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Summer 2023

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Summer 2023

  • 7 min read

Quarterly Newsletter

Summer 2023

The latest news and updates on our programs.


New Drinking Water Internship collaboration with Ogemawahj Tribal Council

We have some exciting news! Last month, Water First proudly launched our fifth Drinking Water Internship Program, in partnership with Ogemawahj Tribal Council.

In the first week of the program, the seven interns gathered in Rama First Nation to begin their journey to becoming certified water treatment operators. The week started out with the interns learning about and participating in a water ceremony, and then they dove right into learning about watersheds, water sources, pollutants and contaminants. ⁠One highlight of the first week was a tour of the Rama First Nation water distribution system and the drinking water treatment plant with Chad McRae, the Overall Responsible Operator. 

This is just the start of the 15-month internship, and there is a lot of learning to come. Watch for updates as we go!

Adaptability in action

Water First has been partnering with Sagamok Anishnawbek First Nation over the past few years on water science programs, and we’re continuing to build a strong relationship. Our visit to the community in June was going to be a major milestone: for the first time in our history, all three Water First program areas – the Schools Program, the Environmental Water program, and the Drinking Water program – were set to be happening in the same community at the same time. What an incredible opportunity for collaboration and inspiration!

Mason Prout, Water First’s Communications & Development Specialist, made the trip to Sagamok Anishnawbek to help the Schools program deliver water science workshops at the local school. Little did Mason know that things wouldn’t exactly go according to plan…and that he would get to witness the amazing adaptability of his Water First colleagues and the people in the community.

Building skills, confidence, and connection with Remote First Aid training

The Water First Environmental Water team spends a lot of their time in remote settings without cell service or easy access to deliver water science projects and training. To make sure they are prepared for an emergency, the team gathered at Mansfield Outdoor Centre in Mulmur, Ontario to take the Canadian Red Cross Remote First Aid course.

The team spent two days together learning essential life-saving skills and practicing first aid techniques – from using an AED and administering CPR, to transporting injured people and treating conditions like heat stroke and hypothermia. Not only did the training enhance the team’s ability to respond in an emergency situation, it also instilled a sense of confidence in everyone’s own capabilities.

Most Water First staff work remotely, so in-person gatherings like this give everyone a chance to connect. Beth Wright, Technical Trainer & Communications Coordinator, embraced the chance to get to know her colleagues better. As she says, “When people feel comfortable and connected, they’re more likely to share ideas, express concerns, and collaborate smoothly.”

National Indigenous History Month and Pride Month:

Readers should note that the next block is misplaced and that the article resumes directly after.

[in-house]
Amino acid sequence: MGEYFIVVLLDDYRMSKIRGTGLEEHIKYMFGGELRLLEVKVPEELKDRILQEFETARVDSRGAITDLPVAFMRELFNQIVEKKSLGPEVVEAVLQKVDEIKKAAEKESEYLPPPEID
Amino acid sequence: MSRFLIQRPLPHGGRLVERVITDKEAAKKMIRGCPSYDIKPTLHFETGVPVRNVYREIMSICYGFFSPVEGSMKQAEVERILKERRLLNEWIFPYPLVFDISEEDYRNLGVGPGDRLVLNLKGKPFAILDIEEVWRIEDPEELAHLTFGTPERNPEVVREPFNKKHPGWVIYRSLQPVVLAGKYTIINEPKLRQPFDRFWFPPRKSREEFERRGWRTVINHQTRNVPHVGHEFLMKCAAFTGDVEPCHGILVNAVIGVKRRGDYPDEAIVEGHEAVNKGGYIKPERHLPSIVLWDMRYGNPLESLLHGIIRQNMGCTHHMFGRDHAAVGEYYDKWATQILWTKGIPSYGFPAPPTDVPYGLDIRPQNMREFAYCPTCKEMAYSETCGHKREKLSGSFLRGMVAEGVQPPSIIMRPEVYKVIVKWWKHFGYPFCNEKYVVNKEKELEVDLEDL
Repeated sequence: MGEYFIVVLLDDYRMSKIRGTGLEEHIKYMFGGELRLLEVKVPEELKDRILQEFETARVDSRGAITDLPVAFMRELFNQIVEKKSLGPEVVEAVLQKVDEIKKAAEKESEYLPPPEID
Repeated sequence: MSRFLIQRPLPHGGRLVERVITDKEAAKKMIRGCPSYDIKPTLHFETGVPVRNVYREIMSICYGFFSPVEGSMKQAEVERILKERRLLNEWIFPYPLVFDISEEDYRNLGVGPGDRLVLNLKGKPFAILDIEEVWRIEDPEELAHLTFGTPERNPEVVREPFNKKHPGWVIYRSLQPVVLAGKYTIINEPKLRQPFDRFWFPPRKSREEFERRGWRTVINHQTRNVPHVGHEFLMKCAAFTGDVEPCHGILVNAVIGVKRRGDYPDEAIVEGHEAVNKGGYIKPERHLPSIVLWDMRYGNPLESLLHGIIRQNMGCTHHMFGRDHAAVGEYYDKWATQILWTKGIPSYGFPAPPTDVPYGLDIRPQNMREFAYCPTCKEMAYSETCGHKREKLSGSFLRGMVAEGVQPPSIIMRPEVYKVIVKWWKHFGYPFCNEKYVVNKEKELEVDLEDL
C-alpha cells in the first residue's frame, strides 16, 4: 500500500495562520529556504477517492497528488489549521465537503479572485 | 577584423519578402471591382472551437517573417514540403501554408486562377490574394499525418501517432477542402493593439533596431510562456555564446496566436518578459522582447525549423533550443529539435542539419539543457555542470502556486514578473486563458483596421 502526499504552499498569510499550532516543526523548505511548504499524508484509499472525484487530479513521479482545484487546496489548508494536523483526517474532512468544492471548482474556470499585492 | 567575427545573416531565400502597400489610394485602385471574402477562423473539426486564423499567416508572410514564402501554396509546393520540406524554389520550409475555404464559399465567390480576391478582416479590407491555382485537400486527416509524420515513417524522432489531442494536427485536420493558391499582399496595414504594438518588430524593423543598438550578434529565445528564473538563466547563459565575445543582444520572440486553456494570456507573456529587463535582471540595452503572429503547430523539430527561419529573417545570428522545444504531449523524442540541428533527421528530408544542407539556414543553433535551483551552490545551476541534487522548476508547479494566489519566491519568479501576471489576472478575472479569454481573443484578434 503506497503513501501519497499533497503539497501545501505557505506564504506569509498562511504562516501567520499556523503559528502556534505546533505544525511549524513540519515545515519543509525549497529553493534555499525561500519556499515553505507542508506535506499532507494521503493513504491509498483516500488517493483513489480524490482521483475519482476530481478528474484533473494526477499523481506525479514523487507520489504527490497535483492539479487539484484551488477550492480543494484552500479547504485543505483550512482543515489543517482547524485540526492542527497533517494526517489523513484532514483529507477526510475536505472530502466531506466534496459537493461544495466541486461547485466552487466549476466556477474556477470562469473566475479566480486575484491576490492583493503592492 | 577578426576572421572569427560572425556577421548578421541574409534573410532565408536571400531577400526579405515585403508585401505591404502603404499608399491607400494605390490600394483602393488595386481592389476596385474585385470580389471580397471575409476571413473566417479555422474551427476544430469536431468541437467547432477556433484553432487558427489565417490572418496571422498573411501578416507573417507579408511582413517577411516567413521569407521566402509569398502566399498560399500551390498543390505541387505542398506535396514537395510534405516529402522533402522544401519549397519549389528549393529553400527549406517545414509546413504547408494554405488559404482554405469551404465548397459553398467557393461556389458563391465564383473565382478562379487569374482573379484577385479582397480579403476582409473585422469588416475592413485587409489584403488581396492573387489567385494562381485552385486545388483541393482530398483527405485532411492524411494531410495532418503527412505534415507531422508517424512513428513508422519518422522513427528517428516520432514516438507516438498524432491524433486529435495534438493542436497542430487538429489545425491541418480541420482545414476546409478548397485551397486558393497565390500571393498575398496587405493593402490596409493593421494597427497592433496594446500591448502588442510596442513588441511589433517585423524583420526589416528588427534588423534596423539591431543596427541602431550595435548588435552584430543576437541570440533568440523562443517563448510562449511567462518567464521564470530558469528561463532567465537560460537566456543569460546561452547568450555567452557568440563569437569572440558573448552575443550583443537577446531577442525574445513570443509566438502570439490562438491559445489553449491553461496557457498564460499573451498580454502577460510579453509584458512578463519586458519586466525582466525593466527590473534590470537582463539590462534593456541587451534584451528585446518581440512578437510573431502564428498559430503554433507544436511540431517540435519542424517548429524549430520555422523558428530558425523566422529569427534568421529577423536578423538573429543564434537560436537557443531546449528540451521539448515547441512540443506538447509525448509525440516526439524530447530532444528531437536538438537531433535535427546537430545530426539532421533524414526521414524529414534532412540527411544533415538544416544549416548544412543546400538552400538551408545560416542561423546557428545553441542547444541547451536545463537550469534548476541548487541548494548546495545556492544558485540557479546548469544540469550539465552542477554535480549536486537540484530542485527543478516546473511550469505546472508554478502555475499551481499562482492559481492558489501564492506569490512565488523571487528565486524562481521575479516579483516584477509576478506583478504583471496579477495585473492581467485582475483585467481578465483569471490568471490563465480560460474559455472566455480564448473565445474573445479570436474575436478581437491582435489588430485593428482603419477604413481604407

A celebration of history and diversity

In June, Water First joined people across Canada and the globe to celebrate National Indigenous History Month and Pride Month. 

As an organization dedicated to working with Indigenous communities in Canada to address the water crisis through education and training, we decided to showcase our ongoing journey to learn about Indigenous histories and diverse perspectives all month long.

We also celebrated the Indigenous youth and young adults who participate in our programs, community partners, Knowledge Holders, educators, water scientists, and everyone else we engage with in support of safe water.

With Pride, we wanted to show our respect and care for people in the Two-Spirit and LGBTQIA+ community – whether they are on our staff, in the communities we partner with, or part of the network of friends and champions who support our work.

Are you on a learning journey too? Check out some of the resources we’ve pulled together. We are always adding to this list. If you have a resource to share with us, please let us know!

Schools Program making new connections across Canada

Fort Chipewyan

Délı̨nę First Nation
Northwest Territories

Kuujjuaq Inuit Community

Sḵwx̱wú7mesh Úxwumixw (Squamish Nation)
British Columbia

Kangirsuk Inuit Village

Boston Bar First Nation
British Columbia

Water First recognized with Water Canada Downstream Award

Water First was the recipient of the 2023 Water Canada Downstream Award at the annual Canadian Water Summit in Ottawa! ⁠This award recognizes a program or project that is driving greater diversity in the water sector and addressing the skills shortage.⁠ 

Keegan Smith, a Project Manager at Water First, was on hand to accept the award and say a few words.

“The Indigenous communities we work with are strengthening their capacity to manage and protect their waters for generations to come. Water First are honoured to be helpers in this mission. We’re grateful to be recognized for our work through the Downstream Award. Not only does this reflect the hard work and dedication of our staff, it also reflects the hard work and dedication of the Indigenous youth and young adults in our programs.”

Photo of Water's Next award recipients.

Summer greetings from Water First!

It took a lot of coordination, but we managed to gather almost the entire Water First team together in person for an in-depth Indigenous education training session in Nottawa, ON. 

From all of us, thank you for being a supporter and champion of Water’s First mission. Best wishes for a wonderful summer!

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Water plant operator in the office